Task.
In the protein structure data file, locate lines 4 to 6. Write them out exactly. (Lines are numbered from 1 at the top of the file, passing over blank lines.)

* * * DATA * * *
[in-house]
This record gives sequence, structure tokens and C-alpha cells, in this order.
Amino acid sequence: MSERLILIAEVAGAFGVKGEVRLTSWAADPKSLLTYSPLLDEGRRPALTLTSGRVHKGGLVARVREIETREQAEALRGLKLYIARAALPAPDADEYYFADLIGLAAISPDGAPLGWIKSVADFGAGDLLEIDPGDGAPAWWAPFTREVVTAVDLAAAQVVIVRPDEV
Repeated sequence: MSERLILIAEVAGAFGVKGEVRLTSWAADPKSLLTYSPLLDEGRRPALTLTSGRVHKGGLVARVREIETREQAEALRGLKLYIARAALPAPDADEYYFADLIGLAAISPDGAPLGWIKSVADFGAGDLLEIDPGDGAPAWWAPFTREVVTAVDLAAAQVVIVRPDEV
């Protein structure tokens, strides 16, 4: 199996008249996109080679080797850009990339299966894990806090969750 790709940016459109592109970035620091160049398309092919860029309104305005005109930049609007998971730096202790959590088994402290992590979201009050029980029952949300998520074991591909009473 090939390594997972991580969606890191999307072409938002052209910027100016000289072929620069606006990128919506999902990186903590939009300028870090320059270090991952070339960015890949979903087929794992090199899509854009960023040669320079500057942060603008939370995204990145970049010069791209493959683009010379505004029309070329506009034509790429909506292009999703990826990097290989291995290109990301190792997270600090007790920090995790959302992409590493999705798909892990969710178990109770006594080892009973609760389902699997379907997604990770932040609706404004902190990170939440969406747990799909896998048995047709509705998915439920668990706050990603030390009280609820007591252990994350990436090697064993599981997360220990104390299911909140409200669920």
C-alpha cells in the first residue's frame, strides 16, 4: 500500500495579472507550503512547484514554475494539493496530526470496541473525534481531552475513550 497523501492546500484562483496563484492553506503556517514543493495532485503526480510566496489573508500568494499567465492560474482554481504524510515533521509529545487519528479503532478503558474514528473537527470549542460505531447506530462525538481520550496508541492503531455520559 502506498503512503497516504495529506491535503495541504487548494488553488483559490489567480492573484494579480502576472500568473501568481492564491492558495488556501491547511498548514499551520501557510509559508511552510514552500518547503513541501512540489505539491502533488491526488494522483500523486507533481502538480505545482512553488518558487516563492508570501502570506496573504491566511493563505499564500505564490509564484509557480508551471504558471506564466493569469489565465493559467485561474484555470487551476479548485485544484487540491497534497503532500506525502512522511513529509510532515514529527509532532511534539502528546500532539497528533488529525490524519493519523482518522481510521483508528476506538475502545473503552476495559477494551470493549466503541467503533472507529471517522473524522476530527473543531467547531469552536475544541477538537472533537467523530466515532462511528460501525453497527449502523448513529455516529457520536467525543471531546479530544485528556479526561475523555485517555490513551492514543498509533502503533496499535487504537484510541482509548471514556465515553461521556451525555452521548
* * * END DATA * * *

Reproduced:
Repeated sequence: MSERLILIAEVAGAFGVKGEVRLTSWAADPKSLLTYSPLLDEGRRPALTLTSGRVHKGGLVARVREIETREQAEALRGLKLYIARAALPAPDADEYYFADLIGLAAISPDGAPLGWIKSVADFGAGDLLEIDPGDGAPAWWAPFTREVVTAVDLAAAQVVIVRPDEV
């Protein structure tokens, strides 16, 4: 199996008249996109080679080797850009990339299966894990806090969750 790709940016459109592109970035620091160049398309092919860029309104305005005109930049609007998971730096202790959590088994402290992590979201009050029980029952949300998520074991591909009473 090939390594997972991580969606890191999307072409938002052209910027100016000289072929620069606006990128919506999902990186903590939009300028870090320059270090991952070339960015890949979903087929794992090199899509854009960023040669320079500057942060603008939370995204990145970049010069791209493959683009010379505004029309070329506009034509790429909506292009999703990826990097290989291995290109990301190792997270600090007790920090995790959302992409590493999705798909892990969710178990109770006594080892009973609760389902699997379907997604990770932040609706404004902190990170939440969406747990799909896998048995047709509705998915439920668990706050990603030390009280609820007591252990994350990436090697064993599981997360220990104390299911909140409200669920």
C-alpha cells in the first residue's frame, strides 16, 4: 500500500495579472507550503512547484514554475494539493496530526470496541473525534481531552475513550 497523501492546500484562483496563484492553506503556517514543493495532485503526480510566496489573508500568494499567465492560474482554481504524510515533521509529545487519528479503532478503558474514528473537527470549542460505531447506530462525538481520550496508541492503531455520559 502506498503512503497516504495529506491535503495541504487548494488553488483559490489567480492573484494579480502576472500568473501568481492564491492558495488556501491547511498548514499551520501557510509559508511552510514552500518547503513541501512540489505539491502533488491526488494522483500523486507533481502538480505545482512553488518558487516563492508570501502570506496573504491566511493563505499564500505564490509564484509557480508551471504558471506564466493569469489565465493559467485561474484555470487551476479548485485544484487540491497534497503532500506525502512522511513529509510532515514529527509532532511534539502528546500532539497528533488529525490524519493519523482518522481510521483508528476506538475502545473503552476495559477494551470493549466503541467503533472507529471517522473524522476530527473543531467547531469552536475544541477538537472533537467523530466515532462511528460501525453497527449502523448513529455516529457520536467525543471531546479530544485528556479526561475523555485517555490513551492514543498509533502503533496499535487504537484510541482509548471514556465515553461521556451525555452521548